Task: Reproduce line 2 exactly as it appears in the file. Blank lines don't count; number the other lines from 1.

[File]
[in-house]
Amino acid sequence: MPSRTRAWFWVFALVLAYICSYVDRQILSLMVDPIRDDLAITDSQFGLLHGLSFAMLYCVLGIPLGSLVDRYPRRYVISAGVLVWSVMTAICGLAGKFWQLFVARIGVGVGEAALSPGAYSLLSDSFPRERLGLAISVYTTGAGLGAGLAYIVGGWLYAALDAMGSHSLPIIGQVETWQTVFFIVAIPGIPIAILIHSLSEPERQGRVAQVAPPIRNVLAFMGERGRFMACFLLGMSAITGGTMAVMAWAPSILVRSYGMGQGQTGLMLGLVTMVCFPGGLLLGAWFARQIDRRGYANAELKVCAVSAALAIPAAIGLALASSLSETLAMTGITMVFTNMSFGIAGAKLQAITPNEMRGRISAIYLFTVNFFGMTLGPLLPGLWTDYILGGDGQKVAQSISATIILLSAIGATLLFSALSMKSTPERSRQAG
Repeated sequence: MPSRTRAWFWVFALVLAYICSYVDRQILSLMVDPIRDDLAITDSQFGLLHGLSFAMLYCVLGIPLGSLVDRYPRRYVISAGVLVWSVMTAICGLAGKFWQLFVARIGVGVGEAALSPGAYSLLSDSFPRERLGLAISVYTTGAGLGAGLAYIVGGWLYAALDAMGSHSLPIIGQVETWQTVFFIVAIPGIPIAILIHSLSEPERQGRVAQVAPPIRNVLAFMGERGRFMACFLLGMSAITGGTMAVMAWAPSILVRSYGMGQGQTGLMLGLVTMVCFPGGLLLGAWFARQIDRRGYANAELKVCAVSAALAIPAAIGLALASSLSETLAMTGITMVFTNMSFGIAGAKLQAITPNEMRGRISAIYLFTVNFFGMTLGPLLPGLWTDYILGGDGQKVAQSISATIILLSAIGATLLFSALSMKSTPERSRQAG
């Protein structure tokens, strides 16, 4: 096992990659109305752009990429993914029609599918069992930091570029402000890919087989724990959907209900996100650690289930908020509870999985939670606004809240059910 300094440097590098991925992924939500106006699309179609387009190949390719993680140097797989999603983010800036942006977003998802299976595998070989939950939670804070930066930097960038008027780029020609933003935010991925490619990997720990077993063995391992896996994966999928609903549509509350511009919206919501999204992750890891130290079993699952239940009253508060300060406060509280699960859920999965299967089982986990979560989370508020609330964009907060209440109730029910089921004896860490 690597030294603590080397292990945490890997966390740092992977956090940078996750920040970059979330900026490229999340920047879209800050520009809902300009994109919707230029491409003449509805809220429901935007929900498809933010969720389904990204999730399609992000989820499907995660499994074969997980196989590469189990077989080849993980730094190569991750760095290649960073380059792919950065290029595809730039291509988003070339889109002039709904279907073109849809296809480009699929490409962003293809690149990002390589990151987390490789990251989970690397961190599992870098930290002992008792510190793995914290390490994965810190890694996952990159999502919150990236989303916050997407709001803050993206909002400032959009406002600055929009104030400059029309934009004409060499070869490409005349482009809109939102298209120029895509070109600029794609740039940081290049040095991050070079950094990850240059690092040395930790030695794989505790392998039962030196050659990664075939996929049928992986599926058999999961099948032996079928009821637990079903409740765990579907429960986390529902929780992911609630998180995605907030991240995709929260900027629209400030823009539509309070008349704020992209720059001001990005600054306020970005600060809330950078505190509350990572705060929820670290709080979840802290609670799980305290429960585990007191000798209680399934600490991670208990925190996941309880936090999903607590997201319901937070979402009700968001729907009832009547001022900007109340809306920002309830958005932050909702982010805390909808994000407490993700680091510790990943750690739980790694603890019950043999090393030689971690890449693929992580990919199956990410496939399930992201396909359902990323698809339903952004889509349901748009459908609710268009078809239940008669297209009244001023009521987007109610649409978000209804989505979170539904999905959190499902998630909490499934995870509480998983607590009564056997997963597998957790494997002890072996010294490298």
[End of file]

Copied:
Amino acid sequence: MPSRTRAWFWVFALVLAYICSYVDRQILSLMVDPIRDDLAITDSQFGLLHGLSFAMLYCVLGIPLGSLVDRYPRRYVISAGVLVWSVMTAICGLAGKFWQLFVARIGVGVGEAALSPGAYSLLSDSFPRERLGLAISVYTTGAGLGAGLAYIVGGWLYAALDAMGSHSLPIIGQVETWQTVFFIVAIPGIPIAILIHSLSEPERQGRVAQVAPPIRNVLAFMGERGRFMACFLLGMSAITGGTMAVMAWAPSILVRSYGMGQGQTGLMLGLVTMVCFPGGLLLGAWFARQIDRRGYANAELKVCAVSAALAIPAAIGLALASSLSETLAMTGITMVFTNMSFGIAGAKLQAITPNEMRGRISAIYLFTVNFFGMTLGPLLPGLWTDYILGGDGQKVAQSISATIILLSAIGATLLFSALSMKSTPERSRQAG